Leslie March 5, 2012 at 10:21 pm

Heather, I relate to so many of your posts, and this is no exception. “I cannot put up walls to numb the truth of life’s pain. I tried for a long time and all it did was stunt my growth toward peace.” Yes. This. I’ve been sober for a while, and now I’m just starting to face my issues with food….I know there will be pain, but it’s necessary pain, and yes, moving in reverse or feeling that way.
Thank you so much for sharing this.

The Mommy Psychologist March 6, 2012 at 1:29 am

Just keep breathing and putting one foot in front of the other. And whatever you do, don’t drink or get high. It sounds so simple, but sometimes simple is all we can do.
The Mommy Psychologist recently posted..Redshirting in Kindergarten

Galit Breen March 6, 2012 at 7:25 am

Reverse is always forward, big pictures are a haven, inch by inch.

So much love to you.
Galit Breen recently posted..Well Practiced Love

Grace March 7, 2012 at 10:34 am

This will probably sound creepy, but I wish we could be friends. Go out to coffee, admire our babies and comisserate the struggle we’ve had to get here. Xo

Heather March 12, 2012 at 12:11 pm

Not creepy. It sounds good. I could use a good coffee date with a like-minded and hearted friend I have yet to meet :)

Maggie May March 8, 2012 at 12:34 am

What an awesome thing, to come here and find that something I wrote inspired such an awesome essay from you. I love, love reading about other women’s struggles with fear or anxiety, and how they feel about it, handle it, find it over the years. Thank you for writing this.
Maggie May recently posted..Something Is Different At Flux Capacitor

Jennifer March 11, 2012 at 8:41 pm

Your words are so full of raw emotion. I have also felt the paralyzing grip of anxiety and I know what it is like for medication to make you feel much worse before you benefit from it. Please, please, please hold on. Put your trust in your doctor, this is all we can do sometimes.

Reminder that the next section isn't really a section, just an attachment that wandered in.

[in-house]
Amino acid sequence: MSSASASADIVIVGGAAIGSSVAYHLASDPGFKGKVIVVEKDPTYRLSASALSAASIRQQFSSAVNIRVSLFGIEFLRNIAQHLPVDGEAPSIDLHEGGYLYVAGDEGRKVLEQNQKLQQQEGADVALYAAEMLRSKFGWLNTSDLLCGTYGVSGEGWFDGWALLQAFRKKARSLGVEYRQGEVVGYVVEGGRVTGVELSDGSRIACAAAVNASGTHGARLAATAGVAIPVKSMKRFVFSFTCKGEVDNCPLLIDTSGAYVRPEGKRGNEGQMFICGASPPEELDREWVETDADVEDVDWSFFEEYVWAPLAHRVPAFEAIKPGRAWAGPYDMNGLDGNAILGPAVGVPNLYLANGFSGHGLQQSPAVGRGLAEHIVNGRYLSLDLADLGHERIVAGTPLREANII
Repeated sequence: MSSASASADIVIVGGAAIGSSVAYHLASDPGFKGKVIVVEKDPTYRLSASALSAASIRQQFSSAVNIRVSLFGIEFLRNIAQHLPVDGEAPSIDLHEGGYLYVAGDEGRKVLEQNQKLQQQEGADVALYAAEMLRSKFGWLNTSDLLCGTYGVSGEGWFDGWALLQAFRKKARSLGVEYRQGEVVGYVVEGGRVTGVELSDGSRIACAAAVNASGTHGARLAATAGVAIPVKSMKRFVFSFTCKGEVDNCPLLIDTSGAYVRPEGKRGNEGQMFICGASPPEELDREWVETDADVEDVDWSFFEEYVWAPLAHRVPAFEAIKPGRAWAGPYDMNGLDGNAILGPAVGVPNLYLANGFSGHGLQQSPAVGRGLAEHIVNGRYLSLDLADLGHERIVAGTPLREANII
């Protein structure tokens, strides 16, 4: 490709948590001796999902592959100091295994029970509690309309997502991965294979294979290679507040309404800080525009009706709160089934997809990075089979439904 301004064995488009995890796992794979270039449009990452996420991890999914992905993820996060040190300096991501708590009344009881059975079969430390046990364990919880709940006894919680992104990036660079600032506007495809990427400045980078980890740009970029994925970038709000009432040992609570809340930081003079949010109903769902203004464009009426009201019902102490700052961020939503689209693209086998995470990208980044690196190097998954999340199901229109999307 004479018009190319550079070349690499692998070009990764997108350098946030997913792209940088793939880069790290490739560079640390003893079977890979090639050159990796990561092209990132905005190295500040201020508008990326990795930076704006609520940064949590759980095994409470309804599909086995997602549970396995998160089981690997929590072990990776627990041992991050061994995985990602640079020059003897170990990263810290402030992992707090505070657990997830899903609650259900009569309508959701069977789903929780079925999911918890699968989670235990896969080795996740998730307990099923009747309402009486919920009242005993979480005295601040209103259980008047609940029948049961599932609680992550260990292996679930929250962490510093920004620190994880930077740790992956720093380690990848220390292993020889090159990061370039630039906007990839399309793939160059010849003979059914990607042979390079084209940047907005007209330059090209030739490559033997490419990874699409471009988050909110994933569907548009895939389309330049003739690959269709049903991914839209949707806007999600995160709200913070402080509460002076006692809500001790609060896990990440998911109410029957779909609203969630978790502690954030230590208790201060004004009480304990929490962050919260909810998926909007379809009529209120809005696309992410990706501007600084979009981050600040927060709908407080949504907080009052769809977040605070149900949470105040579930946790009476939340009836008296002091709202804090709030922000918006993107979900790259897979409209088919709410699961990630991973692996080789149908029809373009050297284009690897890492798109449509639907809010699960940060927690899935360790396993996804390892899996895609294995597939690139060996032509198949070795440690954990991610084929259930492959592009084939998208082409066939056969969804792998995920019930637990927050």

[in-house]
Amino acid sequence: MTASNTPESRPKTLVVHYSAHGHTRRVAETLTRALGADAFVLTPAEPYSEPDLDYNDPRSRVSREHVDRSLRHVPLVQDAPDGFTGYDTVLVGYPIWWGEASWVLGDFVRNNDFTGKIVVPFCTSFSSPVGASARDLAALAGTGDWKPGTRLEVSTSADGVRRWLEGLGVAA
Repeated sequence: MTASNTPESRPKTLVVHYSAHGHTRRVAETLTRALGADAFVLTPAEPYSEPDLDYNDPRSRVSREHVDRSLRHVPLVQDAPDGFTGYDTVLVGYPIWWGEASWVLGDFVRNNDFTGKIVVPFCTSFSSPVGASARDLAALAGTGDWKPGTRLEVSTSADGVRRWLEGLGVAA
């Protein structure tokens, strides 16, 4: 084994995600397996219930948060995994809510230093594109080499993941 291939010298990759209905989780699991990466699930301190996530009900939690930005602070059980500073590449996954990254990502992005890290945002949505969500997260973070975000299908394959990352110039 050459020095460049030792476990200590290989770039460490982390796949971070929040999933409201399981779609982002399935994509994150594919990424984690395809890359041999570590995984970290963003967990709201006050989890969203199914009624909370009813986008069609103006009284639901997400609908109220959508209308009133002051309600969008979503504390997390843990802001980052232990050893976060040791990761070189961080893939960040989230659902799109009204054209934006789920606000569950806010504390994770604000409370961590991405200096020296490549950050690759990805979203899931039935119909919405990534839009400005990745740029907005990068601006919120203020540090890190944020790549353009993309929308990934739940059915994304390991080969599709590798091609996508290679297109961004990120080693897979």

I also tend to think about “the end” of our lives here, fairly often. It makes me want to be a better person, in every aspect of my life, because life is too short, ya know?

Right now I’m reading Don Miller’s A Million Miles in a Thousand Years which is about editing your life to create a better life for yourself using the tools storytellers use to tell great stories. It’s common sense, in a way, but so fascinating. Have you read it?

Anyway, just wanted to let you know that I truly appreciate what you are going through and your unselfish mission to help others who are experiencing what you are. Your writing is beautiful and I am sure it is therapeutic. Keep your chin up. Sending big hugs from a new follower.
Jennifer recently posted..Psych ward socks

Heather March 12, 2012 at 12:13 pm

Hi Jennifer! So nice to meet you.
I have read A Million Miles… LOVE that book, and Blue Like Jazz, too. So much. I’m a big Don fan :)

Thank you for your encouragement, lady. I appreciate it more than I can say.

Rhonda March 13, 2012 at 6:49 am

Dear Heather, thank you for this. Reverse IS often forwards, or it can be when we do the work to make it so, but it so often doesn’t feel that way, does it? I’m starting to realize the wisdom of this – accepting my messiness, not blaming myself for feelings or stuff I can’t change, and have no control over, and moving one step at a time to a new place inside me somewhere- trusting myself for the first time. It’s been so strange to see that the things I tried to escape for so long could be the very things that make me more whole. Following that road through the pain to a new place. There have been some posts by you that reverberate in my head when I’m working on all this, and thank you for seeing it too, and saying it.